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Fed split on interest rates, White House split on policy, and metals rally. Here are some of the things people in markets are talking about today.
Fed minutes, ECB account
The minutes from the Federal Open Market Committee meeting in July showed members were split on the inflation outlook, with “several” indicating the risks could be tilted to the downside, while others were worried about an overshoot of the inflation target. U.S. stocks rose and the dollar fell after the release. Across the Atlantic, the European Central Bank will publish an account of its July meeting at 7:30 a.m. Eastern Time, with investors likely to be on the look out for any hints of tapering.
White House policy
White House chief strategist Steve Bannon spoke candidly in an interview with The American Prospect magazine yesterday, outlining the daily policy battles among President Donald Trump’s top advisors. Trump himself is in some difficulty with American business leaders as CEOs are distancing themselves from the president after he disbanded his two business advisory councils yesterday.
All about that base
Zinc hit a 10-year high of over $3,000 a metric ton for the first time in almost a decade overnight, and soared by its daily limit in Shanghai trading. Aluminum hit a six-year high and iron ore futures gained 5.1 percent. While capacity curbs in China are one of the main catalysts for the rally, optimism over global growth prospects is also driving renewed investor interest in base metals.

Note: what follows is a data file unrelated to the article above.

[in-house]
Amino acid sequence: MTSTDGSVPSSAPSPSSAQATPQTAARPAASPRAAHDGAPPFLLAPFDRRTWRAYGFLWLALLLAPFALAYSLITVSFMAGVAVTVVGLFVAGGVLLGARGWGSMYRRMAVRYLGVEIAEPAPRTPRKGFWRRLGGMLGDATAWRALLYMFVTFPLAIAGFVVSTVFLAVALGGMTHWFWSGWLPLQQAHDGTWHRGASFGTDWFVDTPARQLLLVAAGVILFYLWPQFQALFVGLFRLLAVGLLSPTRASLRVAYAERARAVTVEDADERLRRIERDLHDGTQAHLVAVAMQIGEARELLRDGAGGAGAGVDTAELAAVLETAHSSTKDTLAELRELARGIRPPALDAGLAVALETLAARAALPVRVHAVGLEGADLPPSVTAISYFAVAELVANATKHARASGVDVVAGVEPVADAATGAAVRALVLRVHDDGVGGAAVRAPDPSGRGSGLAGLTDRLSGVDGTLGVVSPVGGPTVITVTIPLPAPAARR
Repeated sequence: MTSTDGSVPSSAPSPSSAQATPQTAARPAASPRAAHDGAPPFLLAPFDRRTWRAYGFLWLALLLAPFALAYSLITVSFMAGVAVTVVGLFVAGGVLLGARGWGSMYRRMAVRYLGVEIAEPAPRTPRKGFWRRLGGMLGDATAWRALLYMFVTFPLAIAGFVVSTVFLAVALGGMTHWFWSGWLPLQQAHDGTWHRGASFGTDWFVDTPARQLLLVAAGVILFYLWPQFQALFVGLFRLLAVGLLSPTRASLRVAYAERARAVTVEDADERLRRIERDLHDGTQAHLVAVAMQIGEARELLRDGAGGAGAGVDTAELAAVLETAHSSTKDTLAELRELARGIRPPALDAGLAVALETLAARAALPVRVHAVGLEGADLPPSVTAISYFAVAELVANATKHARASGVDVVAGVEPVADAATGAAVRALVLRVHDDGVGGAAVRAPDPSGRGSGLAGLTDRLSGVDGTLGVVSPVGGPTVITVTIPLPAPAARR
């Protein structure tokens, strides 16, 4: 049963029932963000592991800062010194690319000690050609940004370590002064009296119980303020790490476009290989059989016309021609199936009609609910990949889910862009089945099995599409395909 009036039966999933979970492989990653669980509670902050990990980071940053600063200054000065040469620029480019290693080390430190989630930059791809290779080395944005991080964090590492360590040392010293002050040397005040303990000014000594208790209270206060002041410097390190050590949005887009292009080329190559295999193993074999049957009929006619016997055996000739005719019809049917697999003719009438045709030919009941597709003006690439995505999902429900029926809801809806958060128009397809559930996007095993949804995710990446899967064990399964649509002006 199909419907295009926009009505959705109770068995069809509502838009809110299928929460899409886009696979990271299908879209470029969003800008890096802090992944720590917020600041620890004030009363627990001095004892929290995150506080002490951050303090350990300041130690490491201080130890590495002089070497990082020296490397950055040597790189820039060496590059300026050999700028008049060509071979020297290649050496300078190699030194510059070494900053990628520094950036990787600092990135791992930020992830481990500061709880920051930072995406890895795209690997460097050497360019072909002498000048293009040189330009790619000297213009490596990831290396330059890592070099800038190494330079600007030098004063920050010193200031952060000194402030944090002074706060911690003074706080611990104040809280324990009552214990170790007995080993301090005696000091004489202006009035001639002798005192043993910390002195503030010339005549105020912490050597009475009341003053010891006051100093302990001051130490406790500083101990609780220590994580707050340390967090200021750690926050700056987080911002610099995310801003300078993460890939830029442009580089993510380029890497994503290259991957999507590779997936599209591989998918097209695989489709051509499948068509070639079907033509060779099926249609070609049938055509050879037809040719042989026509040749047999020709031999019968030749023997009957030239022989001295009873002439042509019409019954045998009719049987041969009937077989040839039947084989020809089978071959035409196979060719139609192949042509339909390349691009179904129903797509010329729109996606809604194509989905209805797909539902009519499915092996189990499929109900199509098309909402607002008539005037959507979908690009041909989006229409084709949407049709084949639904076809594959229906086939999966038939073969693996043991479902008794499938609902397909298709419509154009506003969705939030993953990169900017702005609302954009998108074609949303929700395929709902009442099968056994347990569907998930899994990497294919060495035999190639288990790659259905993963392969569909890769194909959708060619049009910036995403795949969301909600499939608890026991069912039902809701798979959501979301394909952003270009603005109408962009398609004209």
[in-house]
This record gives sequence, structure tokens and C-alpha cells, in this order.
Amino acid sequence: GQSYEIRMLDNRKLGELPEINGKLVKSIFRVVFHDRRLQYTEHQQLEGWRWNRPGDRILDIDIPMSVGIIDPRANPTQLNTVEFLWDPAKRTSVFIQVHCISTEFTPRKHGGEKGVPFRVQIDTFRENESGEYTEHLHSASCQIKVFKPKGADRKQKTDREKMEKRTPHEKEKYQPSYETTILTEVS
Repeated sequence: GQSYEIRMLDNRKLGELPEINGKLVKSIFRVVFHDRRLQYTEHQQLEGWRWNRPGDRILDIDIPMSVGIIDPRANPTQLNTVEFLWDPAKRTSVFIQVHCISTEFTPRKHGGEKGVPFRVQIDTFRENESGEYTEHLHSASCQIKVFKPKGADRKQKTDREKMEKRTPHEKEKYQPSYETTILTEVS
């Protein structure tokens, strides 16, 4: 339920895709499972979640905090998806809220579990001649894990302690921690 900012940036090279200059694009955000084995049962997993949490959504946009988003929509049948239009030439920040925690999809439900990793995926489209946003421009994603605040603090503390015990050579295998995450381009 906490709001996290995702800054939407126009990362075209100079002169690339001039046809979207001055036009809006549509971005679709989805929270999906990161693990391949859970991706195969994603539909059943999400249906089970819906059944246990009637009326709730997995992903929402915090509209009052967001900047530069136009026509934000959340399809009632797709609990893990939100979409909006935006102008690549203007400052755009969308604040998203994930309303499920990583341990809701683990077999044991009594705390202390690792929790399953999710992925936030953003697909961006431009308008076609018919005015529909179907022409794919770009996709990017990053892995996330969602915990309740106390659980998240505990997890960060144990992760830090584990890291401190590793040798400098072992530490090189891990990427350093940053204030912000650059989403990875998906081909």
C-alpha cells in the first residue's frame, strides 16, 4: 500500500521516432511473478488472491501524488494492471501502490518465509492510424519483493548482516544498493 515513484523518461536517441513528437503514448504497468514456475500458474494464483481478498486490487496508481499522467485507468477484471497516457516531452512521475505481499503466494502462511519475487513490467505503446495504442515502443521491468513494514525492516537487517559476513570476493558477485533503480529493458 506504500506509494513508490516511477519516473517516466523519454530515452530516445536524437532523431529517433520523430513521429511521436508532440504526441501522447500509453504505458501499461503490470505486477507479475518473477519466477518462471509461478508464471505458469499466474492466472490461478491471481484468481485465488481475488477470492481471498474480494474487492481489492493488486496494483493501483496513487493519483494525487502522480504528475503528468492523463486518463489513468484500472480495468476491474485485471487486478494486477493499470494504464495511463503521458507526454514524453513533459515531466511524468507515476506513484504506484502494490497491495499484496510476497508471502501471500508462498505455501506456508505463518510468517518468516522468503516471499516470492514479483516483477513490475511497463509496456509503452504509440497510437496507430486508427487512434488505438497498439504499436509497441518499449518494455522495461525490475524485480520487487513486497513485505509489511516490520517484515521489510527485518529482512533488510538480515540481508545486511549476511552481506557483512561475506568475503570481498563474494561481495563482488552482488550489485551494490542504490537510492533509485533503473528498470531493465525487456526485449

Overnight, the MSCI Asia Pacific Index added 0.5 percent, while Japan’s Topix index slipped 0.1 percent as the yen strengthened against the dollar following the Fed minutes. In Europe, the Stoxx 600 Index was 0.3 percent lower at 5:30 a.m., with bank stocks leading the losses. S&P 500 futures pointed to a slightly lower open.
U.K. retail sales rose more than forecast in July, with the increase almost fully accounted for by food sales and practically every other category posting a decline. Eurostat’s second reading of euro-area inflation for July confirmed the 1.3 percent flash estimate. In the U.S. we have weekly initial jobless claims and Philadelphia Fed manufacturing due at 8:30 a.m., followed by industrial production for July at 9:15 a.m. In earnings, Alibaba Group Holdings Ltd.’s report will be closely watched after Tencent’s blowout numbers yesterday, with Wal-Mart Stores Inc. also due before the bell.
What we've been reading
This is what's caught our eye over the last 24 hours.
The global economy looks set for a year of faster, firmer growth.
Trump’s tariffs would kill these American jobs.
Africa’s richest man has a plan: Cement, oil, then Arsenal football club.
China shows how not to sell $11.7 billion in shares.
Tencent proves again why it’s the indispensable Asian investment.
No tax cuts please, we’re Danish.
Radioactive ‘pooh sticks’ trace carbon’s ocean journey.